The energy transferred by bursty bulk flows during a magnetic substorm
This graph illustrates the energy density flux in the Earthward direction during a magnetic substorm that occurred on 30 July 2002. On this occasion, one of the four Cluster spacecraft crossed the tail of the magnetosphere and the Cluster Ion Spectrometry (CIS) experiment detected a bursty bulk flow (BBF) streaming towards Earth at velocities up to 1800 km/s.
The red line shows the energy density flux as computed from the data by using the kinetic approach, and the black line shows the same quantity calculated in the magnetohydrodynamics (MHD) approximation. For this magnetic substorm, the value calculated using the kinetic approach is larger than the value derived from the MHD approximation.
The MHD approximation, which treats all particles in the plasma as part of a single fluid, breaks down when scientists try to model collisionless plasma phenomena in Earth's magnetosphere. When the plasma is modelled in the kinetic approach, taking into account the velocity distribution of the individual particles besides the usual MHD parameters that describe the fluid – density, velocity and pressure – it becomes apparent that BBFs are more complex than previously thought and cannot be described as a single fluid.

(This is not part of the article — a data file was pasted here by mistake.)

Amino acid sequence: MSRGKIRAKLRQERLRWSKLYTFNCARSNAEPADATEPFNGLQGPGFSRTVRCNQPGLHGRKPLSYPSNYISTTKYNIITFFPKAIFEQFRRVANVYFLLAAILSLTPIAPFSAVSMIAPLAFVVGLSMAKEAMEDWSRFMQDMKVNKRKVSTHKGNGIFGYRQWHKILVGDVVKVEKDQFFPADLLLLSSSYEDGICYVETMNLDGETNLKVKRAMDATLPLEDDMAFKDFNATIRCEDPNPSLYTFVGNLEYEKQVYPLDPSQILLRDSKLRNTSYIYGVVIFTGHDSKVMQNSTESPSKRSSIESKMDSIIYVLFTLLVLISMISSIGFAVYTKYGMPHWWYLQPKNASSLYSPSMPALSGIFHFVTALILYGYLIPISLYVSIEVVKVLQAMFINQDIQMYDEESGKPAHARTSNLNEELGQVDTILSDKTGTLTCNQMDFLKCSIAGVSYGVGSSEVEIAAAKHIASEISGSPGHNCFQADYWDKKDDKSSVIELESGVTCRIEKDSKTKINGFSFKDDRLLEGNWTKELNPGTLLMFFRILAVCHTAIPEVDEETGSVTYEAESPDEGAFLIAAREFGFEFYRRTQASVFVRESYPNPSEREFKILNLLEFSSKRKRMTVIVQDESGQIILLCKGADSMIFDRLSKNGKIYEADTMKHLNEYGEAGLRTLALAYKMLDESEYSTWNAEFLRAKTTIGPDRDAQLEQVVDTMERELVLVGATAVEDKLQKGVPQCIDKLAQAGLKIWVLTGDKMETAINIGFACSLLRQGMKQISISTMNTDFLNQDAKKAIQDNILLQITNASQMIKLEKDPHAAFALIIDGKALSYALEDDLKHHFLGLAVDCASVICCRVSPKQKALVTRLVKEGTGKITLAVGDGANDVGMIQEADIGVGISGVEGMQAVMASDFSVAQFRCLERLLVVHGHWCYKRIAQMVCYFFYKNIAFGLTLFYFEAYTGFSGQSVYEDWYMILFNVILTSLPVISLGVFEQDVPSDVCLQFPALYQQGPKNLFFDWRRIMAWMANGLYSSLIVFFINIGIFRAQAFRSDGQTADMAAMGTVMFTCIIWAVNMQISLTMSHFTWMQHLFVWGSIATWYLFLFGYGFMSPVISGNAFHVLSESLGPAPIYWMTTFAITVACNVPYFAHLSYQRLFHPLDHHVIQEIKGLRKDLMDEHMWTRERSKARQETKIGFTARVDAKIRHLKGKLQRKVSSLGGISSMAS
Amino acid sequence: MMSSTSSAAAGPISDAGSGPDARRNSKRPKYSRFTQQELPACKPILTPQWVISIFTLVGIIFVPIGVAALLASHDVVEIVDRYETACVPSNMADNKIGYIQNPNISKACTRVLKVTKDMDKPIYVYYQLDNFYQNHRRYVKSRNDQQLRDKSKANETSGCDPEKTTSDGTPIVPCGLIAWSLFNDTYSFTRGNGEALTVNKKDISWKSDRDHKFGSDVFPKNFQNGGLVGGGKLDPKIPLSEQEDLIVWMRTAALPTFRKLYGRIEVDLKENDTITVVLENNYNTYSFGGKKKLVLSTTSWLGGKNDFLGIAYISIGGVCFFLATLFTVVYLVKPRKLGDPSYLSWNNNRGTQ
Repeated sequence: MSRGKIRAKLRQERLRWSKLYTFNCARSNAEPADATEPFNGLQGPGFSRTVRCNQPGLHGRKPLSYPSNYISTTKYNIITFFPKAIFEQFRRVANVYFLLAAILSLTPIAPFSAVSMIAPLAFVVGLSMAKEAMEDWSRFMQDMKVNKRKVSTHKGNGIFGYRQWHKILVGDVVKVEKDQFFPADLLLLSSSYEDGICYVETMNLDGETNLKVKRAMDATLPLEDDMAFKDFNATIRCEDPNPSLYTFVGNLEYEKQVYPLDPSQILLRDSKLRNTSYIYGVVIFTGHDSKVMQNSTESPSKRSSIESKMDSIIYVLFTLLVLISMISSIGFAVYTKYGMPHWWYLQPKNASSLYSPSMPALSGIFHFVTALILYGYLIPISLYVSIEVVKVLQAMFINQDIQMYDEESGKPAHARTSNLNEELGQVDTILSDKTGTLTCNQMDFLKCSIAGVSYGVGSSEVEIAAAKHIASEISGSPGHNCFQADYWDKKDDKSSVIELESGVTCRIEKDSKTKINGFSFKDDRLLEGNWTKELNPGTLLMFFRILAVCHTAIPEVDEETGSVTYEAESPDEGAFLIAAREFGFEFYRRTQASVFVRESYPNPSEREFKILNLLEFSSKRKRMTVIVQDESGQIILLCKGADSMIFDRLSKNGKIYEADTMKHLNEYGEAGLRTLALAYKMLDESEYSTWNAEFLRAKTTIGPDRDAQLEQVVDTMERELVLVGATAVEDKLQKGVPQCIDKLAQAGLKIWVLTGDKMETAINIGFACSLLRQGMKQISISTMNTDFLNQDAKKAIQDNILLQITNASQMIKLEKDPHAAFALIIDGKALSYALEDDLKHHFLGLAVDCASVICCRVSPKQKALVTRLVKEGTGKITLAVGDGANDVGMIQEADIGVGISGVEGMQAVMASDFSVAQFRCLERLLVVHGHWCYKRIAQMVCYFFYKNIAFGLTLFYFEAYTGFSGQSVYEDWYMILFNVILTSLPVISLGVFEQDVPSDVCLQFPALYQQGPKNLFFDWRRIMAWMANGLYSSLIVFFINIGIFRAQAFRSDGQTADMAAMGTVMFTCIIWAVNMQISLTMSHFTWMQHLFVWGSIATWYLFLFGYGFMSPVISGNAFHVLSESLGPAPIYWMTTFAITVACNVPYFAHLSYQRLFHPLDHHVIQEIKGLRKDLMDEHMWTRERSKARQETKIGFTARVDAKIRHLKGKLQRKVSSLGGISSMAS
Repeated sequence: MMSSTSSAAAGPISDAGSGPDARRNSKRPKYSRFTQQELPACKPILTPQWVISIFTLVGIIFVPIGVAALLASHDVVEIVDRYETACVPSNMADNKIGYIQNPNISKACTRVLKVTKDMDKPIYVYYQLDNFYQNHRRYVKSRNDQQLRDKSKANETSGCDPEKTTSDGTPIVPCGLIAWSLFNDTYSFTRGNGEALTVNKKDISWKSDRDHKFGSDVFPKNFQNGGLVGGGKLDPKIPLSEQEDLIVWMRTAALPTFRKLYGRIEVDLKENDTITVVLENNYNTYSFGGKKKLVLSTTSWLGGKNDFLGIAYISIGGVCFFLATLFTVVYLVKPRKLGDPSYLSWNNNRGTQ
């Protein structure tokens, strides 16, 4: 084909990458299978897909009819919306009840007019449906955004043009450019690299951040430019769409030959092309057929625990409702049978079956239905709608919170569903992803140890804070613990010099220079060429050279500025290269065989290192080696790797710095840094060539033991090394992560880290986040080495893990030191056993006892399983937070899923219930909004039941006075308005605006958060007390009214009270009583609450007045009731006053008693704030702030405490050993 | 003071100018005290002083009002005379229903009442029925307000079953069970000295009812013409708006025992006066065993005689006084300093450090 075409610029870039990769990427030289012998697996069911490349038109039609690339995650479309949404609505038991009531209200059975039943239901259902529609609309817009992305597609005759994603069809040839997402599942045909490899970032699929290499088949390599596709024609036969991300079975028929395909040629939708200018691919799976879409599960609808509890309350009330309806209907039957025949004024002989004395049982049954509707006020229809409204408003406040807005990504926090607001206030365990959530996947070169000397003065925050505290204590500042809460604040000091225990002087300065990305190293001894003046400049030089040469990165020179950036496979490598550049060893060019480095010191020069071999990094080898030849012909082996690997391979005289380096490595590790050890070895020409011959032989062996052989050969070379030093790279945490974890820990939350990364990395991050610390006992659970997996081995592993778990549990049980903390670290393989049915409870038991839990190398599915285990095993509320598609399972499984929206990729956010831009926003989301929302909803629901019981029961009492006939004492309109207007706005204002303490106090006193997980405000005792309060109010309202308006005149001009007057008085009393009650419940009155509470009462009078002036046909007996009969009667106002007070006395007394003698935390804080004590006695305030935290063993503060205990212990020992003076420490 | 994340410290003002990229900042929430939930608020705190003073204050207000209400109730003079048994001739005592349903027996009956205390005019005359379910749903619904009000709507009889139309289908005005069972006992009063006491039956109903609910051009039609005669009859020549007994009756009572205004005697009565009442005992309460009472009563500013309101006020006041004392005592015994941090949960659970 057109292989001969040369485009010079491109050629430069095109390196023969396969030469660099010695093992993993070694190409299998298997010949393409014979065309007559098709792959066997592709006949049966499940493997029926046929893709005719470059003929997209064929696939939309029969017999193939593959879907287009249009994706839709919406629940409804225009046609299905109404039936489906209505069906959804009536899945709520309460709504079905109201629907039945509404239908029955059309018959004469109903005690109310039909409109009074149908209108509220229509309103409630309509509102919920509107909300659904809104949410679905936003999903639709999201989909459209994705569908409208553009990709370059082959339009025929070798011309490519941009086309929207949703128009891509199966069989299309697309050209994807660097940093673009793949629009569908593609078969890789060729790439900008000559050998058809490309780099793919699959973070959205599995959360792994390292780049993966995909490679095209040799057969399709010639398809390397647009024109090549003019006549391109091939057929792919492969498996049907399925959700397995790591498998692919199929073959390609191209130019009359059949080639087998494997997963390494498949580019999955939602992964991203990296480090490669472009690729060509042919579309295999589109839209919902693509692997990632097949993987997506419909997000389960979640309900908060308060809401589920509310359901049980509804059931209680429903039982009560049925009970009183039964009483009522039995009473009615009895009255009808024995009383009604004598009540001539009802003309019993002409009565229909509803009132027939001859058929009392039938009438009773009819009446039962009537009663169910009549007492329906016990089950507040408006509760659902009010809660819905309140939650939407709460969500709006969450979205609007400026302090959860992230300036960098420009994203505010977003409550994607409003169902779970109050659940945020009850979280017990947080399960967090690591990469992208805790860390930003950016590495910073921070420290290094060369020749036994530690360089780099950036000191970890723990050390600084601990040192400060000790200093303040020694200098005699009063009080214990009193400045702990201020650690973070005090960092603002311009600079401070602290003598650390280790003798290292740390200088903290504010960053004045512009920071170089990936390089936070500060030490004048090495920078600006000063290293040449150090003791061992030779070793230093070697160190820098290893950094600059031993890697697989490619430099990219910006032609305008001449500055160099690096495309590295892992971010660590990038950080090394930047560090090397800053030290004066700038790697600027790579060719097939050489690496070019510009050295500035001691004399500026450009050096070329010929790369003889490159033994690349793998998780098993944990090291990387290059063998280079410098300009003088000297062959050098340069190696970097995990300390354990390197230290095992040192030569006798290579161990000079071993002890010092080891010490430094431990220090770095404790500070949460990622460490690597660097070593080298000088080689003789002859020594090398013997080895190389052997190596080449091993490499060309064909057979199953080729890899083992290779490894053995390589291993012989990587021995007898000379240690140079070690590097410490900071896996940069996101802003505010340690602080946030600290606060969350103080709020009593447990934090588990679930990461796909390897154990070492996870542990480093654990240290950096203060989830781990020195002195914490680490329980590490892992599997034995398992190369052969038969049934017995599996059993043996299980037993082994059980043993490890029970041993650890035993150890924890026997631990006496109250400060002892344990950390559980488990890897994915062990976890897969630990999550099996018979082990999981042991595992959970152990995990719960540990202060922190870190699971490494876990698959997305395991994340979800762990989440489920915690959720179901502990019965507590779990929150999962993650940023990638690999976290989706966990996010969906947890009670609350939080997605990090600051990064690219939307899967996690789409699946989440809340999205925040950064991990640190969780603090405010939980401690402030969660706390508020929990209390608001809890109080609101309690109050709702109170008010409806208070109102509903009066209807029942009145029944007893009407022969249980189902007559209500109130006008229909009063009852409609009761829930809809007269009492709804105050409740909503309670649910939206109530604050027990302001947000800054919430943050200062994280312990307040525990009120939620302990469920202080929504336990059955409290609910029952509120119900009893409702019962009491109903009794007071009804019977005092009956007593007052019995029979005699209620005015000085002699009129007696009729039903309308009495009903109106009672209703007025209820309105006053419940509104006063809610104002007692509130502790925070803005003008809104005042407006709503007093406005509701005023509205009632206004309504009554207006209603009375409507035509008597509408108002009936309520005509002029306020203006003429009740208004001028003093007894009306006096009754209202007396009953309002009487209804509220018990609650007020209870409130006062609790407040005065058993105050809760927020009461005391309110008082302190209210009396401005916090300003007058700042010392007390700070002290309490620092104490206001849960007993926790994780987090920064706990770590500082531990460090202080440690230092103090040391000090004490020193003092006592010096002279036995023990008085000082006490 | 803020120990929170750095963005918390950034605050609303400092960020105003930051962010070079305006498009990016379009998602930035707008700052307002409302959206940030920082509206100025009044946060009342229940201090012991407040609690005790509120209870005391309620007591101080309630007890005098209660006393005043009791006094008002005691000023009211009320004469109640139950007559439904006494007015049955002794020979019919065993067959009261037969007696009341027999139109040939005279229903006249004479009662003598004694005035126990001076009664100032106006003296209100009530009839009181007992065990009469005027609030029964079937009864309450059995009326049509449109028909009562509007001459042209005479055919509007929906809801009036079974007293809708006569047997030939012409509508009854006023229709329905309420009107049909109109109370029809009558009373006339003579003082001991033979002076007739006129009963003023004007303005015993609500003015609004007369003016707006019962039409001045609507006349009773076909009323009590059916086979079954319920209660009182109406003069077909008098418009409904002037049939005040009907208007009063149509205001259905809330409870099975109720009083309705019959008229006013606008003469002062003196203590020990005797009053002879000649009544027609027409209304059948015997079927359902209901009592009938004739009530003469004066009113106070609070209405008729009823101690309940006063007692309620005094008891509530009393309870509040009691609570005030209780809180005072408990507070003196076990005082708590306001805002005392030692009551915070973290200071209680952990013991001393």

The more accurate description achieved with the kinetic approach suggests that BBFs are more important than previously thought and can carry up to one third of the total energy transferred during a substorm.